I doubt that I left much of a lasting impact on the DoD, and in turn I don’t believe that they implanted me with any mind-control chips that would allow them near Google’s servers. :) I believe whatever security clearance I had lapsed years ago. Thanks for asking and giving me the chance to clear that up. Daniel Brandt, if you happen to read this, would you mind updating your “Spooks on board at Google” page to note that I do not have a security clearance? Thanks!

Do you separate different categories of webspam?

Sure, usually the technique is the category: hidden text, cloaking, doorway pages, etc. Some categories show a lot more effort and intent and those are usually more serious.

I suppose when Google does testing of different fine-tunings of its organic results, similar to a spam filter, it’s often a balance between letting too much spam in the top results, or throwing out too many relevant sites. Is that true? What are your thoughts on this?

Sure, I could stop all the spam in the world if I didn’t have to return any search results. :) Usually we try for changes that are across the board wins in terms of relevance/topicality and spam. There’s a large class of good sites that are pretty easy to recognize as good sites. But it’s true that there can be a balance between topical sites that are spammy and high-quality sites that are less on-topic.

When you go eat lunch, do you all talk about Google-related stuff?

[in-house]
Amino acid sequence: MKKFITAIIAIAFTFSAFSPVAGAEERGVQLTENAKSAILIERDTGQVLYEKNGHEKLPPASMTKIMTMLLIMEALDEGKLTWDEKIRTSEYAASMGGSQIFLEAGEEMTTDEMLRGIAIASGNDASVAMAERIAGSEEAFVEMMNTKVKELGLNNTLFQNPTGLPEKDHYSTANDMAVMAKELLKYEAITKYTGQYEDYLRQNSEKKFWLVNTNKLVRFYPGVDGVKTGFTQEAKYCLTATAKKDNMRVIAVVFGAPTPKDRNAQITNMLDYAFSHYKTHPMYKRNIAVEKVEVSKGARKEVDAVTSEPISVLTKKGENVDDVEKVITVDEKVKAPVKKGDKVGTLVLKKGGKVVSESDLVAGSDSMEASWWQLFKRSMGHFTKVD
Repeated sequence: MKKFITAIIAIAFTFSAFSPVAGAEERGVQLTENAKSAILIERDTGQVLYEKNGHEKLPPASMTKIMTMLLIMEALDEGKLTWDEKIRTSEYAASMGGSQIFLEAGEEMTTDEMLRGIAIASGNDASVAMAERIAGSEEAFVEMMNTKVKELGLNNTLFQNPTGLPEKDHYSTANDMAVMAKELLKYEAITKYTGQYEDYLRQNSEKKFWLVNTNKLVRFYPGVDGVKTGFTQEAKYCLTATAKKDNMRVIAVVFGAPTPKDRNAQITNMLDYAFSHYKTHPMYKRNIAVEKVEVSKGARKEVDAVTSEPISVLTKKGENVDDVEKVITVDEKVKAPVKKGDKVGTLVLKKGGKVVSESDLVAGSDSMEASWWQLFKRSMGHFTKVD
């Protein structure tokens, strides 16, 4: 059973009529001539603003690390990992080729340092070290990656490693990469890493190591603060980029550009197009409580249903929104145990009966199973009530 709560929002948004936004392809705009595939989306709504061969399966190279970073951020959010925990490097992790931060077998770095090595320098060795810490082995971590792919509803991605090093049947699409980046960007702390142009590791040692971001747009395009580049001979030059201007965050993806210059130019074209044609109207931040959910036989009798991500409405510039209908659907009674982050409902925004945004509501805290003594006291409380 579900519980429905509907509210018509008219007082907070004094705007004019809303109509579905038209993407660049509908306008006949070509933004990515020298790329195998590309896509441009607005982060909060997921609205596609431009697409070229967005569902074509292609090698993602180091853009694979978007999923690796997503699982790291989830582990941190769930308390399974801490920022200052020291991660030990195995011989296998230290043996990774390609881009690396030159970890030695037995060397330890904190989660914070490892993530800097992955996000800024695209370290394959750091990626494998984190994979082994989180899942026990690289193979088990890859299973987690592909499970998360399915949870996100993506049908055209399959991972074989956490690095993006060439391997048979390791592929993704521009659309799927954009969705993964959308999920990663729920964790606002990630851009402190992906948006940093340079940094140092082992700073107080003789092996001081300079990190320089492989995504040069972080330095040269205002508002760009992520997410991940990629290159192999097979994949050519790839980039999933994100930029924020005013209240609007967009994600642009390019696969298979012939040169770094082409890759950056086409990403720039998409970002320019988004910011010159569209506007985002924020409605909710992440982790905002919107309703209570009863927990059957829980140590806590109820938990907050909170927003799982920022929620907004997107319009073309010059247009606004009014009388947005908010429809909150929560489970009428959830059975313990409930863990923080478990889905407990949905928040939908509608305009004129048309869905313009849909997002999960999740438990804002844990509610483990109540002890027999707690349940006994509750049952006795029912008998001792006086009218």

It’s pretty common to talk geek stuff (TiVo, Netflix, what people are talking about on blogs, or the search industry in general). But it isn’t at all unusual to end up talking about Google or a specific type of spam.

Do you think there will still be Google in 100 years from now?

I hope so, or at least something like Google. My grad school advisor used to joke about Digikey, a company that lets people buy electronic parts by mail. He would say: if Digikey didn’t exist, someone would have to invent it. Likewise, I think if Google didn’t exist, someone would have to invent it. In 100 years, there had better be a company that does its best to get the highest-quality information to users as quickly as possible. And it should have holiday logos. If such a company doesn’t exist in 2105, someone will just have to invent it. :)

Have you been involved in making the “rel=nofollow” initiative come true? Were there any surprise for you after it was revealed?

I think the ideas behind nofollow were popping up in several places, but I did work with folks at Google, Yahoo, MSN, plus talking to lots of blog software makers.